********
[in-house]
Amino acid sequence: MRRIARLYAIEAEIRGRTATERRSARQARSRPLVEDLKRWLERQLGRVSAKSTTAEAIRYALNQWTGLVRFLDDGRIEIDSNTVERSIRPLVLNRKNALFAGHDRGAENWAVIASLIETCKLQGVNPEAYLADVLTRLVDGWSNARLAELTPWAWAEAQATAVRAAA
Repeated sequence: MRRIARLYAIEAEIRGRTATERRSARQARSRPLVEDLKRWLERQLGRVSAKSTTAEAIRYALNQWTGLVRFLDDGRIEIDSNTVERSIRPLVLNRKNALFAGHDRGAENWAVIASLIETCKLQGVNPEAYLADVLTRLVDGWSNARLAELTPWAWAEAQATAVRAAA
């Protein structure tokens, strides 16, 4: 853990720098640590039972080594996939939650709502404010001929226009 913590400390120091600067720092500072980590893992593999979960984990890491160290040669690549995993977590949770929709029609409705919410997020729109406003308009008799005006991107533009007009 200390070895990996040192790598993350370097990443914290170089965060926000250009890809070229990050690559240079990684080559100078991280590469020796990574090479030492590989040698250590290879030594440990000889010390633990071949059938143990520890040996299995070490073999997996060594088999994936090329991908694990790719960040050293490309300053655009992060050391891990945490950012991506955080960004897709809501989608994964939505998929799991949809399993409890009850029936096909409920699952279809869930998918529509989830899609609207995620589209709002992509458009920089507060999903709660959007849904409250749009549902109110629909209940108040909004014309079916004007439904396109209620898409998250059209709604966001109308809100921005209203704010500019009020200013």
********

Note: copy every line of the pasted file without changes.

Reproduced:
[in-house]
Amino acid sequence: MRRIARLYAIEAEIRGRTATERRSARQARSRPLVEDLKRWLERQLGRVSAKSTTAEAIRYALNQWTGLVRFLDDGRIEIDSNTVERSIRPLVLNRKNALFAGHDRGAENWAVIASLIETCKLQGVNPEAYLADVLTRLVDGWSNARLAELTPWAWAEAQATAVRAAA
Repeated sequence: MRRIARLYAIEAEIRGRTATERRSARQARSRPLVEDLKRWLERQLGRVSAKSTTAEAIRYALNQWTGLVRFLDDGRIEIDSNTVERSIRPLVLNRKNALFAGHDRGAENWAVIASLIETCKLQGVNPEAYLADVLTRLVDGWSNARLAELTPWAWAEAQATAVRAAA
């Protein structure tokens, strides 16, 4: 853990720098640590039972080594996939939650709502404010001929226009 913590400390120091600067720092500072980590893992593999979960984990890491160290040669690549995993977590949770929709029609409705919410997020729109406003308009008799005006991107533009007009 200390070895990996040192790598993350370097990443914290170089965060926000250009890809070229990050690559240079990684080559100078991280590469020796990574090479030492590989040698250590290879030594440990000889010390633990071949059938143990520890040996299995070490073999997996060594088999994936090329991908694990790719960040050293490309300053655009992060050391891990945490950012991506955080960004897709809501989608994964939505998929799991949809399993409890009850029936096909409920699952279809869930998918529509989830899609609207995620589209709002992509458009920089507060999903709660959007849904409250749009549902109110629909209940108040909004014309079916004007439904396109209620898409998250059209709604966001109308809100921005209203704010500019009020200013």